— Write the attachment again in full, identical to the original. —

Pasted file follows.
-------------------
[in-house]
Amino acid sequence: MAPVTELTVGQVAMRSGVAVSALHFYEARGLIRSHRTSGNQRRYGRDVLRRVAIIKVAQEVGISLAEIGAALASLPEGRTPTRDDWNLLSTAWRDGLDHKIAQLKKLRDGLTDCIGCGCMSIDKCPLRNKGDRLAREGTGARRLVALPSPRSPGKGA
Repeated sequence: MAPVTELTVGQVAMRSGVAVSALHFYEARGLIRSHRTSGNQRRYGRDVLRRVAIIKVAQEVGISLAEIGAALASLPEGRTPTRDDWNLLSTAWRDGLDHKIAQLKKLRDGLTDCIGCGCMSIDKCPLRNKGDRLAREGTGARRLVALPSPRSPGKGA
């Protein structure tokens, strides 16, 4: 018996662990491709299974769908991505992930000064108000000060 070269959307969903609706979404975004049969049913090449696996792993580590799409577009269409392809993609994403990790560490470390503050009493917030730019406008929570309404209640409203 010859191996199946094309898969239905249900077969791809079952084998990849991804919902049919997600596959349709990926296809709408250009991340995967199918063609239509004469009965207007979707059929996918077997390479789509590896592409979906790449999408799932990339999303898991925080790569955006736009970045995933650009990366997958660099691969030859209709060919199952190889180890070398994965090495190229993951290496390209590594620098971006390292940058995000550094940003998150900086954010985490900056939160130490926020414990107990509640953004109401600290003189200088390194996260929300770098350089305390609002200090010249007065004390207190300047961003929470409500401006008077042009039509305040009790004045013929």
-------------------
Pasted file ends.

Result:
[in-house]
Amino acid sequence: MAPVTELTVGQVAMRSGVAVSALHFYEARGLIRSHRTSGNQRRYGRDVLRRVAIIKVAQEVGISLAEIGAALASLPEGRTPTRDDWNLLSTAWRDGLDHKIAQLKKLRDGLTDCIGCGCMSIDKCPLRNKGDRLAREGTGARRLVALPSPRSPGKGA
Repeated sequence: MAPVTELTVGQVAMRSGVAVSALHFYEARGLIRSHRTSGNQRRYGRDVLRRVAIIKVAQEVGISLAEIGAALASLPEGRTPTRDDWNLLSTAWRDGLDHKIAQLKKLRDGLTDCIGCGCMSIDKCPLRNKGDRLAREGTGARRLVALPSPRSPGKGA
């Protein structure tokens, strides 16, 4: 018996662990491709299974769908991505992930000064108000000060 070269959307969903609706979404975004049969049913090449696996792993580590799409577009269409392809993609994403990790560490470390503050009493917030730019406008929570309404209640409203 010859191996199946094309898969239905249900077969791809079952084998990849991804919902049919997600596959349709990926296809709408250009991340995967199918063609239509004469009965207007979707059929996918077997390479789509590896592409979906790449999408799932990339999303898991925080790569955006736009970045995933650009990366997958660099691969030859209709060919199952190889180890070398994965090495190229993951290496390209590594620098971006390292940058995000550094940003998150900086954010985490900056939160130490926020414990107990509640953004109401600290003189200088390194996260929300770098350089305390609002200090010249007065004390207190300047961003929470409500401006008077042009039509305040009790004045013929």